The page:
Is Bobby Jindal Really "the Republican Obama"?
October 28, 2008
With the Republicans’ presidential hopes for 2008 now all but dashed, a few upstarts in the party are—surprise—positioning themselves for future runs. Last week, Chris Cillizza flagged the appearance of Louisiana Governor Bobby Jindal in a television spot for John Kennedy, the Republican challenger to Senator Mary Landrieu. Amid a backdrop of stately white columns, the young Indian-American governor projects a cool image of steadiness and calm. Sound like anyone you know?
A Pockmark Upon Both Houses
October 22, 2008
As Dahlia Lithwick has shrewdly pointed out, vote fraud—that is, an illegitimate voter actually going to polls and pulling the lever—is purely a canard. The allegations being leveled against ACORN aren’t about vote fraud; they’re about voter registration fraud, and the two are hardly synonymous.
Is It Worth Betting On Carbon Sequestration?
September 24, 2008
With the recent financial upheaval and gloomy prognosis for the global economy, the price tag for alternative energy will surely get a harder look. Europe, for one, has just priced out the cost of investing in carbon capture and storage, estimating that it will take about $15 billion in public funds and subsidies to jumpstart the yet-to-be-proven technology.
Sex, Lies, And Mcabstinence-only
September 11, 2008
The scurrilous sex-education ad released earlier this week by the McCain campaign wasn't just about dirty politics. It was also a rejection of comprehensive sex education programs that haveproven to help protect young people's health and safety. What does McCain favor instead? Abstinence-only programs that have been thoroughly discredited--not only by the left, but also by half of America's state governments.
Gop Platform On The "risk" Of Climate Change
September 02, 2008
Global warming, it seems, may no longer be just a convenient liberal fiction. For the first time ever, the Republican Party platform has included a plank explicitly recognizing that man-made carbon emissions might be contributing to climate change and negative environmental impacts. Here's their introduction to the plank, "Addressing Climate Change Responsibly": The same human economic activity that has brought freedom and opportunity to billions has also increased the amount of carbon in the atmosphere.
The Dawn Of Big Solar
August 15, 2008
The age of Big Solar could be upon us--provided that the government continues to provide the right incentives for bringing renewable energy to scale. The New York Times reported yesterday that two large solar plants will be constructed in California, which together will put out more than 12 times the amount of electricity than the largest such plant today: The power will be sold to Pacific Gas & Electric, which is under a state mandate to get 20 percent of its electricity from renewable sources by 2010.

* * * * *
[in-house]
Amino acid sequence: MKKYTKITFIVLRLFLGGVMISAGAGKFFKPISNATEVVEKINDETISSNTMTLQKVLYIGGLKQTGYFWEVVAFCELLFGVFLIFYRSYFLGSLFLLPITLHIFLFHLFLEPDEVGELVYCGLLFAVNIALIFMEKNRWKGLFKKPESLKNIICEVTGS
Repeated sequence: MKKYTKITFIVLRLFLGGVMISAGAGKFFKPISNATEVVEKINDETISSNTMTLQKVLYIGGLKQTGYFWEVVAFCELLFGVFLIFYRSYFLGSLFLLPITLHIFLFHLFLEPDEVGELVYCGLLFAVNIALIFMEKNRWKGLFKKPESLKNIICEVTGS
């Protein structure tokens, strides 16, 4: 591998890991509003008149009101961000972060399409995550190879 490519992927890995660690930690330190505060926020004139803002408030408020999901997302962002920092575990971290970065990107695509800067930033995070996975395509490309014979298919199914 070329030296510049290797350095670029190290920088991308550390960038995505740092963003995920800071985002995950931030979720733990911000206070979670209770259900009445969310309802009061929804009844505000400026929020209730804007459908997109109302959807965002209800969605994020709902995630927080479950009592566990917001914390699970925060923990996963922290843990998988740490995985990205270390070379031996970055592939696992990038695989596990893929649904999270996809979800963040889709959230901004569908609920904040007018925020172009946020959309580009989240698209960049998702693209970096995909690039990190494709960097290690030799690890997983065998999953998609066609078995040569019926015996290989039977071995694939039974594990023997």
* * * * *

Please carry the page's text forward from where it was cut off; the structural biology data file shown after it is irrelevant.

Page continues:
Can Daschle Reform King Corn?
August 14, 2008
So King Corn doesn't seem to be losing many friends to the biofuel backlash--at least not in Washington. Last week, the EPA declined to reduce the quota of corn ethanol in fuel, rejecting Texas Governor Perry's request for a one-year waiver. Nevertheless, the continuing pushback by ethanol-skeptics seems to have put the biofuel lobby on the defensive.
Here Comes The (red) Sun
August 01, 2008
Given the lift-off achieved by China's roaring wind industry, it shouldn't come as a surprise that the country's now warming up to solar power. China has become one of the world's leaders in solar photovoltaic technology, second only to Japan in the production of solar PV. While nearly all of the technology is for the export market, China's clean energy tycoons are hopeful that the government's support for solar tech will spur domestic demand.
Is Big Oil's Windfall A Gusher For Mccain?
July 31, 2008
The Obama campaign is hitting McCain hard for being in the pocket of Big Oil after Exxon Mobil reported an eyeball-popping quarterly profit of $11.7 billion today.
Killer Corn Hits The Gulf
July 31, 2008
The activists lashing out against corn-based biofuels can update their talking points with this worrying new fact: the size of the Gulf of Mexico's "Dead Zone" is almost the largest on record. The fast-expanding Dead Zone--an area off the Louisiana coastline with too little oxygen to support marine life--would have broken the 2002 record had it not been for Hurricane Dolly churning the Gulf last week. The oxygen-depleted waters are the result of the fertilizer run-off from the Mississippi River watershed, which has dumped habitat-disrupting nitrogen into the Gulf.